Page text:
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How's my cloning technique?

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  • How's my cloning technique?

    Hi folks, it's me again.

    I've been spending some time recently scanning in a few old slides and negs, and trying to clean them up a bit. One of the ones I came across (these are about 20 years old) was a grabbed shot of a dog in Kos having a stretch. I quite like the pose of the dog, but - wouldn't you know it? - there's an annoying branch spoiling the picture.

    The full image (scaled down a bit) is here.

    Now, I've been steering clear of major retouching so far: lack of confidence, mainly, but I thought, "OK, let's have a go at getting rid of it". It took me a while, but here are the results (I've cropped it to the relevant area, so I could make it larger):



    The technique I used was:

    1. Duplicate the background layer.
    2. Remove the branch using clone brush (lots of short clones needed), but over do it slightly, because I find that, no matter how soft the brush, you end up with visible lines.
    3. Add a "hide all" mask and then paint with a soft white brush over the branch to put the cloning back.
    4. A quick Gaussian blur on the mask to blend the edges.

    Oh, and I found that (on the dog's leg) another helpful thing to do was to do a 100% opacity clone from a (nearly) matching area, then go over it with a 50% opacity clone from somewhere else. This helps to reduce obvious boundaries and lightness mismatches.

    All in all, I'm quite pleased with the result. Could it be improved? Is there a better technique that I'm missing (I admit that I haven't searched the forums due to lack of time).

  • #2
    Another option, you can make a new layer (Blank) and check the "Sample All Layers" box and do your cloning there. That way you can break down the branches on one layer and the dog on it's own layer. That way you can adjust the masking and other stuff independently from the other.



    • #3
      hi bloodnok,

      mostly, you've got a good job there. you missed a few of the less obvious areas and you've also got some clone marks in the worst area. it's not real obvious and most casual viewers wouldnt even notice. so, that's good.

      cloning is one of those areas that is well worth the time learning. it's also why retouching and restoration and so on are more an art than anything else. like ronbrp said, using a blank layer with 'use all layers' set to on is probably the best way to go. it's much less destructive and much easier to correct if you make mistakes, which you're going to do. all of us do.

      i almost never use the clone at 100% opacity. normally, i start at about 80% and then only for the most gross work like a non-critical background. as things improve i move to about 60% then 40% and then down by about 8 after that.

      there's lots of little things to watch for. you normally want to overlap each clone mark with the next, slowly blending the area over with each step. direction is also important; come from more than one direction into the same area. this will pick up tones and textures from all the surrounding area giving a better blend/clone.

      it's sometimes ok to simply hold the left mouse button down and simply clone paint an area, but that's going to give you a repeated pattern that is obvious in a lot of cases so you usually want to simply click, click, click, over and over. you also want to change where you're sampling from quite often. this will keep from getting that repeat pattern also.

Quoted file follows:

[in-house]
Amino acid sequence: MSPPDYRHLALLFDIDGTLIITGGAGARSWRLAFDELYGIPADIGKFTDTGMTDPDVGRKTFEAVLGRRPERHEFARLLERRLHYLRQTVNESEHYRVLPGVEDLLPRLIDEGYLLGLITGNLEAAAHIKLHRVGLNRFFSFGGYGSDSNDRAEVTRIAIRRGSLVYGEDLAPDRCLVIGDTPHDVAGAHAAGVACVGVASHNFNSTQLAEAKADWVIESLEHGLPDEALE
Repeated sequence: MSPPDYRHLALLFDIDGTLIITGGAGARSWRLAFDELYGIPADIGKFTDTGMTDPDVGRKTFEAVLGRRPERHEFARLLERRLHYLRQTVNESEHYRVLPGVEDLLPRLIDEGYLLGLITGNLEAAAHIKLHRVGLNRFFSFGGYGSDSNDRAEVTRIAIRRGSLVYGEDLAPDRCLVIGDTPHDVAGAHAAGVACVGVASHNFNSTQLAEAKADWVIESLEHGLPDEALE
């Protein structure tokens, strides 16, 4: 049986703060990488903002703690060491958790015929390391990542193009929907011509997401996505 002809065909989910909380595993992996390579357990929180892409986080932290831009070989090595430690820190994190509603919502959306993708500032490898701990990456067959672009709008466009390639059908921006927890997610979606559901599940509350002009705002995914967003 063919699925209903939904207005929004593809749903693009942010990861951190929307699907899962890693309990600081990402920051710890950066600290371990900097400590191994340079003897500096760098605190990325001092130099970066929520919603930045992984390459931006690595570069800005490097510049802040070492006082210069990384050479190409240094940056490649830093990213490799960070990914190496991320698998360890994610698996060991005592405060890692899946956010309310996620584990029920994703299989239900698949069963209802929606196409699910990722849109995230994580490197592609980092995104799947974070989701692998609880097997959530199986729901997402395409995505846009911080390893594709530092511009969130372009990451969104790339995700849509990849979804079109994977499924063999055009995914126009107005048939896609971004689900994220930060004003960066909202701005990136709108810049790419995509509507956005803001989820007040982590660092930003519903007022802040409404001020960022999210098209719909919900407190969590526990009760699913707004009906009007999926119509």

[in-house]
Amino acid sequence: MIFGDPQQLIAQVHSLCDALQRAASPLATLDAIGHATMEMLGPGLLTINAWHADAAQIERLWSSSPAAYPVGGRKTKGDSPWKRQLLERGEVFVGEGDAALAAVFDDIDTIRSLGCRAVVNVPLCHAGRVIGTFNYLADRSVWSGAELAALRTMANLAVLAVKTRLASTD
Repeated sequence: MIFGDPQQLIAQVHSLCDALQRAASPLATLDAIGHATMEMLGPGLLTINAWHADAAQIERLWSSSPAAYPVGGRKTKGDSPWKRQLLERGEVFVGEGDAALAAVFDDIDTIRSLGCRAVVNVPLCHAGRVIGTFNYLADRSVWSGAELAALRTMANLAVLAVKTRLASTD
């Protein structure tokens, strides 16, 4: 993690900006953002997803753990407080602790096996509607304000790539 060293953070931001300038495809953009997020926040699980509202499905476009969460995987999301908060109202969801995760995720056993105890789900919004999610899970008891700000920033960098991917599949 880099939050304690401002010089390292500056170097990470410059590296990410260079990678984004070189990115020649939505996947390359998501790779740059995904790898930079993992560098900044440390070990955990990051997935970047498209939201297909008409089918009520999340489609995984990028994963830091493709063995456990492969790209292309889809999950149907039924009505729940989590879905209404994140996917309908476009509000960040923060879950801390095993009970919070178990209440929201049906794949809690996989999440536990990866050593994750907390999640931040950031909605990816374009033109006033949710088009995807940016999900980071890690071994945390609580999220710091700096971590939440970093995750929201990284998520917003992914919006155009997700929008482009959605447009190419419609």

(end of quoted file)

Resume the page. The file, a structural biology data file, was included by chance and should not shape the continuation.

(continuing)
watch your lighting too. you have to pay attention to texture, color and lighting all at the same time.

      the biggest problem most folks run into when first starting out cloning is over-doing it. you see to have handled most of that pretty well, but you did leave some marks.

      also, one other little thing i see in your cloning is that you took out the branches under the dog as well. that may not have been necessary. your choice, certainly, but because of the nature of the clone tool you may want to keep it to a minimum.

      and, to finish up and give your clones a less obvious look, there are a couple of tricks that can help. either on a new, blank layer over your clone layer, take your airbrush tool and sample the surrounding colors and with a very low opacity, like 2 or 3%, spray out any remaining clone marks or flaws. use the color picker to select appropriate colors from the surrounding area.

      and just to refine that even more, especially if you've done all airbrushing on a separate layer, do a very light gausian blur to that layer. how much will depend on other factors, but normally no more than a setting of about 5 or 10.

      Attached Files


      • #4
        Thanks for the tips, folks. I'll go back and practice some more, and let you know how I get on.


        • #5
          Is this better (attached)?

          Quick question: do you prefer to have "Aligned mode" (PSP X - dunno what the PS equivalent is) checked or unchecked?
          Attached Files


          • #6
            i had to look this up again. i almost never change the 'aligned mode' checkbox. and yes, i use aligned mode. unaligned mode keeps the set mark always in the same position. aligned mode moves the set mark to a new location each time yo move the mouse. in order to do overlapping cloning, which is what i use, you have to move the set mark each time. unaligned has a use, but i rarely use it.

            as to whether your last post is better or not, i'm going to ask that you do your own critique this time. so, you tell me. what's right and what's wrong with it? and i want both. no 'everything is bad' type critiques ever allowed by me so, post what's right as well.



            • #7
              Re: aligned mode. That's what I thought - although sometimes it's hard to find an area large enough to allow the "clone from" point to move without hitting something undesirable.